By Jeff "The Stain Wizard" Schwarz
As drycleaners and launderers are struggling to make it through this substantial downturn in business, you would think that we can take more time to check pockets and put out a better garment. After all is said and done, customers want their clothes returned “like new.”
So what happens when an ink pen or lipstick blows up and contaminates an entire load? First - Don’t freak out. Second - Remove the pen or lipstick and take a good look at it. Is it a gel pen? Is it magic marker? Etc.
There was an old attitude that goes “if it happens in drycleaning, it has to be fixed in drycleaning.” Likewise, if it happens on the wetside, it has to be corrected on the wetside. That’s really NOT the case and here’s why. If a wetside ink pen blows up inside the drycleaning machine, you will have guaranteed more success removing the ink on the wetside.
What to Do
Test the ink/ lipstick.
Apply Dryside P.O.G. (paint, oil, grease remover) to an affected area. When in doubt of color fastness, TEST on an unexposed, inside seam.
Wait 30 seconds, then dab with a piece of paper towel, or toilet paper. Don’t use your good, clean white towels for this step, because they won’t be clean and white afterwards.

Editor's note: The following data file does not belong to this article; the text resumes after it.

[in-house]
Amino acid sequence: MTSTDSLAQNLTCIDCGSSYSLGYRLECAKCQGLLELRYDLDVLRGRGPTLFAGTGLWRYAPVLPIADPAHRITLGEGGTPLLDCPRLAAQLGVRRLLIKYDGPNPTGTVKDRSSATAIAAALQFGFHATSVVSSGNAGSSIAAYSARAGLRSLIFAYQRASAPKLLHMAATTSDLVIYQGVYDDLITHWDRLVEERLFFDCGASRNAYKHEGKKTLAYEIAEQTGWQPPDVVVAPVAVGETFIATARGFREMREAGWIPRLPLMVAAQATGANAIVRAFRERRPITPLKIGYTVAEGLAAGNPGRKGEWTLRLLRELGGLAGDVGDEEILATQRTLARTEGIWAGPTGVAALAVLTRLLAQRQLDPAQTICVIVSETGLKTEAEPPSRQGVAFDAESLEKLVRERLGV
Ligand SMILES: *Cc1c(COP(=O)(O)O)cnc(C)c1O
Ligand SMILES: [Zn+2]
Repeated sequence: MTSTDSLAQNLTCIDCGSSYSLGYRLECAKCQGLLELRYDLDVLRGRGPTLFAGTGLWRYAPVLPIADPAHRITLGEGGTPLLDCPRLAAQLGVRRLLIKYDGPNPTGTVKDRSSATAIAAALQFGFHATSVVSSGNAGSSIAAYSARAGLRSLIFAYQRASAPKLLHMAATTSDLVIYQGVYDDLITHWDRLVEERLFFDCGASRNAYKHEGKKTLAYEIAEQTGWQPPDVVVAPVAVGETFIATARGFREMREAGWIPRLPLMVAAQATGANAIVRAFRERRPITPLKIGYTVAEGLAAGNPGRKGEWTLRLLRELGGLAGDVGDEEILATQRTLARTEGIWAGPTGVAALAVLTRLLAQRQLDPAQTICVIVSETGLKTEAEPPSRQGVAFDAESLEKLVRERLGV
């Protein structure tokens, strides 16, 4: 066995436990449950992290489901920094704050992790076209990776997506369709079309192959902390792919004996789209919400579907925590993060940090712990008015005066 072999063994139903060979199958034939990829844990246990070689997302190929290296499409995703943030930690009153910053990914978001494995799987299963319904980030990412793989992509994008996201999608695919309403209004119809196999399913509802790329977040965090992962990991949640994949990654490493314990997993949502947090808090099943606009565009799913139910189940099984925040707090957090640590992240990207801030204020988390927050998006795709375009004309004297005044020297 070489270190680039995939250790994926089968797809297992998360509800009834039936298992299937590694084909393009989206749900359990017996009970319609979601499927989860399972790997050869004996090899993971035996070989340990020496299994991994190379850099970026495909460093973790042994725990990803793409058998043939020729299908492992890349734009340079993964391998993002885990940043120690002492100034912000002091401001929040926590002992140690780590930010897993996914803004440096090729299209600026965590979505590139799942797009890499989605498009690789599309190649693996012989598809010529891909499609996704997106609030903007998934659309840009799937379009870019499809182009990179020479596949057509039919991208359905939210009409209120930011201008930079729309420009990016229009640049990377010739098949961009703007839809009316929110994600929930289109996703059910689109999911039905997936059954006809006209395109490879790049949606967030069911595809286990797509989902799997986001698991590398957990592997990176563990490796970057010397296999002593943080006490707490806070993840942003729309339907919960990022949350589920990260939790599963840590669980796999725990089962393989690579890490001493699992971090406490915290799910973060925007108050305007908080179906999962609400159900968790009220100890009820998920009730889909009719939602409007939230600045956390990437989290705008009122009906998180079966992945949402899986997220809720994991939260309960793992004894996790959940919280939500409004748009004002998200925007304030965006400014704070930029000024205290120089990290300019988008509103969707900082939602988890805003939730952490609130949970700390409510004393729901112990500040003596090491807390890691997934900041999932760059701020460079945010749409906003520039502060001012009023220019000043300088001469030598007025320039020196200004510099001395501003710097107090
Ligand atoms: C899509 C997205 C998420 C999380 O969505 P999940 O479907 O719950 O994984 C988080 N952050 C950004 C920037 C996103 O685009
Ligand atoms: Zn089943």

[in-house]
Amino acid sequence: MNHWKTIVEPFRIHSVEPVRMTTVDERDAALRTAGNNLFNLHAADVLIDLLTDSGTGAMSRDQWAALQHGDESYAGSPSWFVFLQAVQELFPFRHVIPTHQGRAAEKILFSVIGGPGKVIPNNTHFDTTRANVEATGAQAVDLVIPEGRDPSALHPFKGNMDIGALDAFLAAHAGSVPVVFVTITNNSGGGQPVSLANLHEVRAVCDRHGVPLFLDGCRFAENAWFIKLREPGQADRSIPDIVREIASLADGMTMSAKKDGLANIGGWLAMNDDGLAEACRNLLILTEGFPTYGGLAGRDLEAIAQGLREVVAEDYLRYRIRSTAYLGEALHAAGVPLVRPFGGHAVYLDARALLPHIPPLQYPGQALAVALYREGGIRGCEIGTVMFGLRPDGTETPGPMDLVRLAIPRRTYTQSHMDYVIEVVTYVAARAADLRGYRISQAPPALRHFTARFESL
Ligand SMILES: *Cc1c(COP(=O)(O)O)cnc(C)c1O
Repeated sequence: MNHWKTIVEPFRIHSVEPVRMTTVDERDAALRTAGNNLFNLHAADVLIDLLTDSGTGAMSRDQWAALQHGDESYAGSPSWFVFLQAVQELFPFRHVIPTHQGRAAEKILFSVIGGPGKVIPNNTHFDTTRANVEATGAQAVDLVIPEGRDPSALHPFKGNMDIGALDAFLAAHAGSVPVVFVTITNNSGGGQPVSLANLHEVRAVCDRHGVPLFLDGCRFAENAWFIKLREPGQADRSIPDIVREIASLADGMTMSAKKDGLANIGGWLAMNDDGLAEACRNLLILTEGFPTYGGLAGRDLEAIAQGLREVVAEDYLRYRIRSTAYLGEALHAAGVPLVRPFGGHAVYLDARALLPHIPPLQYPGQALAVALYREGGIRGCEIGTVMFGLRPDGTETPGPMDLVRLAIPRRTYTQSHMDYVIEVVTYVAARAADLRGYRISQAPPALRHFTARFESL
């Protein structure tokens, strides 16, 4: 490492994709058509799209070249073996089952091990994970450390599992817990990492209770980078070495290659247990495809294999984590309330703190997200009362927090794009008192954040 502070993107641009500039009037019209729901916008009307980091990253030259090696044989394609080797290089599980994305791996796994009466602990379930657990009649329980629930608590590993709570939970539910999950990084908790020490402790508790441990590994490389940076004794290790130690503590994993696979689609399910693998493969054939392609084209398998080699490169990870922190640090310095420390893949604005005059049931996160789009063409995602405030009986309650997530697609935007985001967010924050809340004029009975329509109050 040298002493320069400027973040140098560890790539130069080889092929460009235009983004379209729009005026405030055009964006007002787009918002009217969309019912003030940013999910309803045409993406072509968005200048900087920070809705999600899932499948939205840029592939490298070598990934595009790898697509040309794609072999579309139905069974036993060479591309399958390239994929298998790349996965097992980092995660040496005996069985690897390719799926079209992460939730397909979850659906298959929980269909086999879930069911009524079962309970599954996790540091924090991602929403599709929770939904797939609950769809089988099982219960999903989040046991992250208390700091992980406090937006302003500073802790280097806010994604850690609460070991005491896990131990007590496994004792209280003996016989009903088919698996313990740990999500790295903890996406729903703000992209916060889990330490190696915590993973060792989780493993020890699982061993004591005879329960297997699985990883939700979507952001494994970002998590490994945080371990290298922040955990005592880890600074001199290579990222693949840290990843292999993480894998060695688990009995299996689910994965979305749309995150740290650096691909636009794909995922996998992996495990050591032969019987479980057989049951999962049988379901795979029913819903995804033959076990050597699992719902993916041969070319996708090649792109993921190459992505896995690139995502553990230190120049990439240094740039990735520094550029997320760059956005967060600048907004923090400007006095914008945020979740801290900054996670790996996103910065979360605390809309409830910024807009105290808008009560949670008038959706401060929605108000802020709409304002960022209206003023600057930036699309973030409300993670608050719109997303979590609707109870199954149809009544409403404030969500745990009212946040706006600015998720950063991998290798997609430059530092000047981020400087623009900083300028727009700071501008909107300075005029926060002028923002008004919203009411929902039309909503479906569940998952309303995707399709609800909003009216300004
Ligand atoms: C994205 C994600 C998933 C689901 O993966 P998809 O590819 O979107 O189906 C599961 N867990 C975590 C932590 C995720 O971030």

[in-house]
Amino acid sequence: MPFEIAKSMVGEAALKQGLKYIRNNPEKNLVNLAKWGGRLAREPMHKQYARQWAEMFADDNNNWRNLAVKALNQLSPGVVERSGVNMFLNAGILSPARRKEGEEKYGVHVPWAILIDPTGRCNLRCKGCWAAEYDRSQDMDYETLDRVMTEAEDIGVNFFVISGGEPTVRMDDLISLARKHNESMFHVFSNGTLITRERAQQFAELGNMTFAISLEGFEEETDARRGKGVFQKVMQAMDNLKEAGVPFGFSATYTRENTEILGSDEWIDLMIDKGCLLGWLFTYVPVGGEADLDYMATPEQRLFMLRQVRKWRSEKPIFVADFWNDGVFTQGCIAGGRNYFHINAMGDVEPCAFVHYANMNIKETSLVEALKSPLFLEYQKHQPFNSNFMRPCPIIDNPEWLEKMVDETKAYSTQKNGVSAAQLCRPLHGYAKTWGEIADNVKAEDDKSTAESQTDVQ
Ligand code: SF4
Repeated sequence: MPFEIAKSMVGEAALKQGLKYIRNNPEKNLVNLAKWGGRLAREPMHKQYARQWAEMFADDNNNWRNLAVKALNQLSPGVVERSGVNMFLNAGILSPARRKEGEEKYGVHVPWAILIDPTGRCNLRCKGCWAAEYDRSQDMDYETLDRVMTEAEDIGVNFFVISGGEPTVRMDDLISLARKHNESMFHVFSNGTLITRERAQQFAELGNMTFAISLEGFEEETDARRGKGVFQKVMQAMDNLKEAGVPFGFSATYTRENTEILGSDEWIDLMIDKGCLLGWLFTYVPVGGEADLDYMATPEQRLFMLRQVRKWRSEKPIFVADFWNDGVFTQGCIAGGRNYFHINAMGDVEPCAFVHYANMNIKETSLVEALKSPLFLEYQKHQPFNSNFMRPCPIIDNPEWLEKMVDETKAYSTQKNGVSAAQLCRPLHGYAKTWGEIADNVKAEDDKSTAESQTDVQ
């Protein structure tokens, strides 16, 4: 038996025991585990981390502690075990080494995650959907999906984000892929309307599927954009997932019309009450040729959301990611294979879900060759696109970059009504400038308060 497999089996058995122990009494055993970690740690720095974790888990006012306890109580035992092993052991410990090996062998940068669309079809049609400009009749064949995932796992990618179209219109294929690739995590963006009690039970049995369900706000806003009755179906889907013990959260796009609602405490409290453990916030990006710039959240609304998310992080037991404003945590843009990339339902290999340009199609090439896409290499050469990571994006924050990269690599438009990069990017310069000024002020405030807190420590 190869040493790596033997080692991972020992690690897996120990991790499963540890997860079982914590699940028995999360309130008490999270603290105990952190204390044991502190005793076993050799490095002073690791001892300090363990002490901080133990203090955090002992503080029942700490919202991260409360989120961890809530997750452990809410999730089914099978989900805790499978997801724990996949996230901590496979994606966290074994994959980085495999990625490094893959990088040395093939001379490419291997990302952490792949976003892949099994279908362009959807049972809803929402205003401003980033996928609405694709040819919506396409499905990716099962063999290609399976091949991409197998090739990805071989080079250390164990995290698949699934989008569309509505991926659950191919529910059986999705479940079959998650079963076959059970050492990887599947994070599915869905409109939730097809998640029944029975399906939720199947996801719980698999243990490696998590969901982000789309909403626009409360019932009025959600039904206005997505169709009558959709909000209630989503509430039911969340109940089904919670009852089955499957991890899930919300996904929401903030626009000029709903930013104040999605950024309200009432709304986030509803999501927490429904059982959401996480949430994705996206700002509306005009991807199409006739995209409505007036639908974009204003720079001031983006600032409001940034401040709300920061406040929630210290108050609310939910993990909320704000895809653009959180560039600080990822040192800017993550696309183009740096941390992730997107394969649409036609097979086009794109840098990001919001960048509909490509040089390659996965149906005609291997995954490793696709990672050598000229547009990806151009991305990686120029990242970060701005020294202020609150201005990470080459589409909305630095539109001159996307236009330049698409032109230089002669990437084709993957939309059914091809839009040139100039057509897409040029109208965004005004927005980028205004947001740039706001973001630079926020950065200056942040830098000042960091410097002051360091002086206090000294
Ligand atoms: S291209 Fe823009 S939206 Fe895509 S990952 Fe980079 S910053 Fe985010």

If the ink/ lipstick comes off onto the towel, chances are it’s a dryside ink/lipstick. You can then use a “Batch Load Method” in your drycleaning machine to try to fix the problem.
Running a “Batch Load”
Put affected clothing into drycleaning machine.
Pour into the wheel 1 qt. to 3 qts. Of Dryside P.O.G.
Set on low solvent level and bring in clean solvent and soap.
Shut off circulating pump and “batch” the load for 45 minutes to 1 hour.
Drop the now contaminated solvent to the still.
Run on filters for 15-20 minutes.
(Note: If the ink is a gel ink, more than likely, nothing is going to remove all the ink. I have done it on a vintage Tommy Bahama, but that 1 piece took me 1 week to completely restore the garment.)
Let’s say you have gotten 95% of the ink or lipstick out, but you can’t quite remove the last trace. That’s when you can turn to bleaches. Remember to try a reducing bleach, like YellowGo first, or you could set the remaining dye.
For training videos on using reducing bleach, like YellowGo, visit www.ALWilson.com.